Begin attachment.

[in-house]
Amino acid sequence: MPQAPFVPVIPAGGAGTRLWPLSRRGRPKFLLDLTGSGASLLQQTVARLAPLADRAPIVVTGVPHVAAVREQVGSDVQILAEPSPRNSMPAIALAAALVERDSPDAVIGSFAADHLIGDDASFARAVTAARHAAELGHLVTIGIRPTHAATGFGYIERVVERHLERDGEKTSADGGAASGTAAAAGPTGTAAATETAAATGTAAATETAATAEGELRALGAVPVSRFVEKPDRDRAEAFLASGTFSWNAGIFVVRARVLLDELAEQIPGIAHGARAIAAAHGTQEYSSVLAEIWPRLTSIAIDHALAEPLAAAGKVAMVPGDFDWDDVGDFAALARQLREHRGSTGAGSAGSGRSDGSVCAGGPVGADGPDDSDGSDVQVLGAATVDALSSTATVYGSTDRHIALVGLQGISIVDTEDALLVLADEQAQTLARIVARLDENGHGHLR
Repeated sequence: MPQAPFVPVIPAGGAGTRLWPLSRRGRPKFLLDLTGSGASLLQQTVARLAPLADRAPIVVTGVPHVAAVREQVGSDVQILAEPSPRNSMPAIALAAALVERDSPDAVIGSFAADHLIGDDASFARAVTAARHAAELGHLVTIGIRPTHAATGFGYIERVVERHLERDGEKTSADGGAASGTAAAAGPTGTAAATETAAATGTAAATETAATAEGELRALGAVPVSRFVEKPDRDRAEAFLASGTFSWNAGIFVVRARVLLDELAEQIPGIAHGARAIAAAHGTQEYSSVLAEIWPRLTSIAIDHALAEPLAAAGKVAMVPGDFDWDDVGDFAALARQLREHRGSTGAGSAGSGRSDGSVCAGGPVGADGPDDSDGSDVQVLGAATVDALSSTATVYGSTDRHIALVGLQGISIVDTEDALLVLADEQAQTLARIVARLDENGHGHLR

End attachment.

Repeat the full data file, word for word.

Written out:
[in-house]
Amino acid sequence: MPQAPFVPVIPAGGAGTRLWPLSRRGRPKFLLDLTGSGASLLQQTVARLAPLADRAPIVVTGVPHVAAVREQVGSDVQILAEPSPRNSMPAIALAAALVERDSPDAVIGSFAADHLIGDDASFARAVTAARHAAELGHLVTIGIRPTHAATGFGYIERVVERHLERDGEKTSADGGAASGTAAAAGPTGTAAATETAAATGTAAATETAATAEGELRALGAVPVSRFVEKPDRDRAEAFLASGTFSWNAGIFVVRARVLLDELAEQIPGIAHGARAIAAAHGTQEYSSVLAEIWPRLTSIAIDHALAEPLAAAGKVAMVPGDFDWDDVGDFAALARQLREHRGSTGAGSAGSGRSDGSVCAGGPVGADGPDDSDGSDVQVLGAATVDALSSTATVYGSTDRHIALVGLQGISIVDTEDALLVLADEQAQTLARIVARLDENGHGHLR
Repeated sequence: MPQAPFVPVIPAGGAGTRLWPLSRRGRPKFLLDLTGSGASLLQQTVARLAPLADRAPIVVTGVPHVAAVREQVGSDVQILAEPSPRNSMPAIALAAALVERDSPDAVIGSFAADHLIGDDASFARAVTAARHAAELGHLVTIGIRPTHAATGFGYIERVVERHLERDGEKTSADGGAASGTAAAAGPTGTAAATETAAATGTAAATETAATAEGELRALGAVPVSRFVEKPDRDRAEAFLASGTFSWNAGIFVVRARVLLDELAEQIPGIAHGARAIAAAHGTQEYSSVLAEIWPRLTSIAIDHALAEPLAAAGKVAMVPGDFDWDDVGDFAALARQLREHRGSTGAGSAGSGRSDGSVCAGGPVGADGPDDSDGSDVQVLGAATVDALSSTATVYGSTDRHIALVGLQGISIVDTEDALLVLADEQAQTLARIVARLDENGHGHLR